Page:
Blog Talk: Integrated Dermatology
Posts for tag: Skin Cancer
Find out how this procedure effectively removes cancerous lesions from the skin.
Has one of our West Palm Beach, FL, dermatologists, Dr. Barry Kuttner or Dr. Kristen Hafner, discovered a basal cell carcinoma or squamous cell carcinoma during your last checkup? If so, we are certainly glad you came in to have the suspicious growth checked out. After all, the sooner we are able to remove the cancerous lesion, the better. Of course, one of the most effective treatment options for removing these two common types of skin cancer is Mohs Surgery.
What is Mohs Surgery?
Mohs surgery is a procedure that is performed in several stages to successfully remove cancerous cells from the skin. One of the benefits of getting Mohs surgery is that it has a very high cure rate while preserving more healthy tissue than other traditional skin cancer removal techniques.
During your procedure, our West Palm Beach skin doctor will first administer anesthesia to the area. Once the area is numb, we will begin to remove the first layer of cancerous tissue. This tissue is examined under a microscope to check for cancerous cells. From there we will then remove another layer from the lesion.
We will continue the process of removing a thin layer of tissue, examining it under the microscope to make sure that cancer cells are still present, and then going back to remove more tissue if necessary. We will continue the process until no more cancer cells remain. While Mohs surgery is a lengthy process, it does result in a very small scar compared to other treatment options.
Who is a good candidate for Mohs surgery?
Mohs surgery tends to be the most popular treatment option for removing both basal cell carcinomas and squamous cell carcinomas. Mohs surgery may also be a great option for someone whose cancerous lesion is in an area of the body that is visible and requires a very small scar. This includes areas of the face such as the nose, lips, and ears, as well as the toes, fingers, and genitals. Sometimes, Mohs surgery may also be used to remove melanoma.
Whether you are noticing changes to a growth or you just want to schedule a skin cancer screening, turn to the skincare experts at Integrated Dermatologist of West Palm Beach. Call (561) 964-6664 today to schedule your consultation.
Mohs surgery is considered to be one of the most effective methods for removing several types of nonmelanoma skin cancers, such as basal cell carcinoma and squamous cell carcinoma. The procedure relies on a micrographic technique to remove cancerous tissue, while sparing surrounding healthy skin tissue. At Integrated Dermatology of West Palm Beach, FL, Dr. Kathleen Herne or Dr. Barry Kuttner can examine your skin for signs of skin cancer and can perform Mohs micrographic surgery.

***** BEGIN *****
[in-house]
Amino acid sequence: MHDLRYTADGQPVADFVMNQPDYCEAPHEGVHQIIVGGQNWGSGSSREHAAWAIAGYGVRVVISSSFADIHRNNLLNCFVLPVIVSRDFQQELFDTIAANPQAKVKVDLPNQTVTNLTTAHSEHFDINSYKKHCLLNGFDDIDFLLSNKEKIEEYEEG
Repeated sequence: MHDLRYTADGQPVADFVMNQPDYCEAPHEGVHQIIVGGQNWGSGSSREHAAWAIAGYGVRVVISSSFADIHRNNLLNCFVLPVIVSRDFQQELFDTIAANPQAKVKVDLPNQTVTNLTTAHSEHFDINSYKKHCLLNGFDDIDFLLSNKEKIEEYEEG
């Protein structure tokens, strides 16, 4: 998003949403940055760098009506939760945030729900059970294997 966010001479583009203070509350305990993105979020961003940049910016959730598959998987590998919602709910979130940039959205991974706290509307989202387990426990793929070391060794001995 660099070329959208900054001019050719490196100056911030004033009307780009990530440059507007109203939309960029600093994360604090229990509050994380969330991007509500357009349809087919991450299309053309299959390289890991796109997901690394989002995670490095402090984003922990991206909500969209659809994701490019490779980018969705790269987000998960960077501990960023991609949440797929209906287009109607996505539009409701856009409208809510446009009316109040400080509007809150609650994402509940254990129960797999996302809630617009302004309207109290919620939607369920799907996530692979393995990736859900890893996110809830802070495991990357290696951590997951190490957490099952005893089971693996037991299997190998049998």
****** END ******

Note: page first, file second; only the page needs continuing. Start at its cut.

Advantages of Mohs Surgery
There are different surgical procedures for removing cancerous skin cells. Mohs surgery (also known as Mohs micrographic surgery) offers several advantages over many other procedures. Mohs surgery is associated with both the highest cure rates for skin cancer and the lowest rates of recurrence. The procedure also produces the best cosmetic results by sparing as much healthy tissue as possible. A West Palm Beach dermatologist can help you determine if Mohs micrographic surgery is the right skin cancer removal procedure for your situation.
Mohs surgery is performed under local anesthesia so patients are awake during the procedure. Once the procedure begins, the doctor first removes any visible tumor and then examines it under a microscope to determine whether it is malignant. If cancerous, the doctor will then map out the area where the cancer is located and continue removing and examining small portions of skin or tissue until all the cancer is removed. The area is then stitched closed. Skin grafts or tissue flaps can be applied to areas where large portions of skin and tissue were removed.
Skin cancer is the most common type of cancer among the U.S. population. Mohs surgery is a highly effective procedure for curing and preventing the recurrence of some of the most common nonmelanoma skin cancers, like basal cell carcinoma and squamous cell carcinoma. At Integrated Dermatology of West Palm Beach, Dr. Herne and Dr. Kuttner are your West Palm Beach dermatologists. Visit either of their West Palm Beach, FL locations at 1840 Forest Hill Boulevard or 110 North Century Boulevard.
Find out how skin cancer can be effectively eliminated through this thorough surgical procedure.
Did you know that almost half of American adults who live to be 65 years old will deal with some form of skin cancer during their lifetime? Basal cell carcinoma is one of the most common types of skin cancer, with more than four million United States adults diagnosed each year. If one of our Boynton Beach dermatologists, Dr. Barry Kuttner, Dr. Kathleen Herne or Dr. Heather Houc,k has diagnosed you with skin cancer and recommended Mohs surgery, find out more about this treatment and how it can benefit you.
What is Mohs surgery?
During this procedure, your Boynton Beach skin doctor will remove skin cancer layer by layer, examining each layer under a microscope before removing more. Through microscopic examination, we can detect cancer cells, which reduces the amount of healthy tissue that might be removed during the procedure.